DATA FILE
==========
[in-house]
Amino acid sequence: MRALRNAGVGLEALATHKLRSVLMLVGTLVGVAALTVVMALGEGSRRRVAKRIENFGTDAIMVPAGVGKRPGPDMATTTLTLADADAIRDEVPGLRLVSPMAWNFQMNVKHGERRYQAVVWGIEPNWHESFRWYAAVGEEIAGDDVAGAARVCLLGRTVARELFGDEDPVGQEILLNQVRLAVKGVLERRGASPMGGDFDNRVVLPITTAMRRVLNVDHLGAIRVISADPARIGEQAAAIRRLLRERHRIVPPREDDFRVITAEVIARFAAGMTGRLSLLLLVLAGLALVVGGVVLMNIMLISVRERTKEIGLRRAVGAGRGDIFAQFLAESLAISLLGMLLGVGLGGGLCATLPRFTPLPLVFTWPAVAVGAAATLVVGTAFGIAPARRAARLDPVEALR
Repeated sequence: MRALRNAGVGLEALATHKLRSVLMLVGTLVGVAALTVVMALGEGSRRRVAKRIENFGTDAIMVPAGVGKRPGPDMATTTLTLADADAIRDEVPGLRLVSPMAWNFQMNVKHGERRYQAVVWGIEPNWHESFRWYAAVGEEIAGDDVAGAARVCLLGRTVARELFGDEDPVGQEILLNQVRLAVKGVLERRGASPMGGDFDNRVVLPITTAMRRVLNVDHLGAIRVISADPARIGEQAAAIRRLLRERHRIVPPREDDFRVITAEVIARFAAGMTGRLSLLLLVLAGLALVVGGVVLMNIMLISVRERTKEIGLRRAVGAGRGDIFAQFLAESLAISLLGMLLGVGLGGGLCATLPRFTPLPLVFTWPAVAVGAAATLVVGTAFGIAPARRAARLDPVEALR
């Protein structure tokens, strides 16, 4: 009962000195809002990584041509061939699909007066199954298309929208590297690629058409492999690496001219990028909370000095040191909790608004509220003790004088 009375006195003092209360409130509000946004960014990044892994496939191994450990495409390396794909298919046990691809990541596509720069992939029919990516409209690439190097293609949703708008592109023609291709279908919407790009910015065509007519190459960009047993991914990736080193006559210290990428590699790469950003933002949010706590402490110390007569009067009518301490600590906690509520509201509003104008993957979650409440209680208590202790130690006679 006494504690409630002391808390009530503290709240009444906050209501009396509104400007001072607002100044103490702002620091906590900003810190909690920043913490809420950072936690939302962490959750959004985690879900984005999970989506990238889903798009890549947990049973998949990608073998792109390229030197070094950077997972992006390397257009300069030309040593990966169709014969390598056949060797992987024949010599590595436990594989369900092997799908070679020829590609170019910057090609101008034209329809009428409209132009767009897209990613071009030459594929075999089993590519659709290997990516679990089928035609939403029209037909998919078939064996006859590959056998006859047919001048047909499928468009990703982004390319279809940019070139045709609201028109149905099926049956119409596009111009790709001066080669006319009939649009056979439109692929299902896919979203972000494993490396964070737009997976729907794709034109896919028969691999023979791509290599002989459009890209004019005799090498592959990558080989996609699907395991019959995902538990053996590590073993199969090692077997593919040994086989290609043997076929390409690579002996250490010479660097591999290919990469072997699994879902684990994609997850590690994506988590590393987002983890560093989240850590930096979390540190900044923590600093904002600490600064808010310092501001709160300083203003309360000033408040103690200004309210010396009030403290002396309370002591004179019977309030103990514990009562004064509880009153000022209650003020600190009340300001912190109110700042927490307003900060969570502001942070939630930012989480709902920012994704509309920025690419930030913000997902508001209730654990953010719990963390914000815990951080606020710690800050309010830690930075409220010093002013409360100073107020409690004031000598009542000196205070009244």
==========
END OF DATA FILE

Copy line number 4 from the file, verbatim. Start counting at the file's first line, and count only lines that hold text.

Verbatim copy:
């Protein structure tokens, strides 16, 4: 009962000195809002990584041509061939699909007066199954298309929208590297690629058409492999690496001219990028909370000095040191909790608004509220003790004088 009375006195003092209360409130509000946004960014990044892994496939191994450990495409390396794909298919046990691809990541596509720069992939029919990516409209690439190097293609949703708008592109023609291709279908919407790009910015065509007519190459960009047993991914990736080193006559210290990428590699790469950003933002949010706590402490110390007569009067009518301490600590906690509520509201509003104008993957979650409440209680208590202790130690006679 006494504690409630002391808390009530503290709240009444906050209501009396509104400007001072607002100044103490702002620091906590900003810190909690920043913490809420950072936690939302962490959750959004985690879900984005999970989506990238889903798009890549947990049973998949990608073998792109390229030197070094950077997972992006390397257009300069030309040593990966169709014969390598056949060797992987024949010599590595436990594989369900092997799908070679020829590609170019910057090609101008034209329809009428409209132009767009897209990613071009030459594929075999089993590519659709290997990516679990089928035609939403029209037909998919078939064996006859590959056998006859047919001048047909499928468009990703982004390319279809940019070139045709609201028109149905099926049956119409596009111009790709001066080669006319009939649009056979439109692929299902896919979203972000494993490396964070737009997976729907794709034109896919028969691999023979791509290599002989459009890209004019005799090498592959990558080989996609699907395991019959995902538990053996590590073993199969090692077997593919040994086989290609043997076929390409690579002996250490010479660097591999290919990469072997699994879902684990994609997850590690994506988590590393987002983890560093989240850590930096979390540190900044923590600093904002600490600064808010310092501001709160300083203003309360000033408040103690200004309210010396009030403290002396309370002591004179019977309030103990514990009562004064509880009153000022209650003020600190009340300001912190109110700042927490307003900060969570502001942070939630930012989480709902920012994704509309920025690419930030913000997902508001209730654990953010719990963390914000815990951080606020710690800050309010830690930075409220010093002013409360100073107020409690004031000598009542000196205070009244």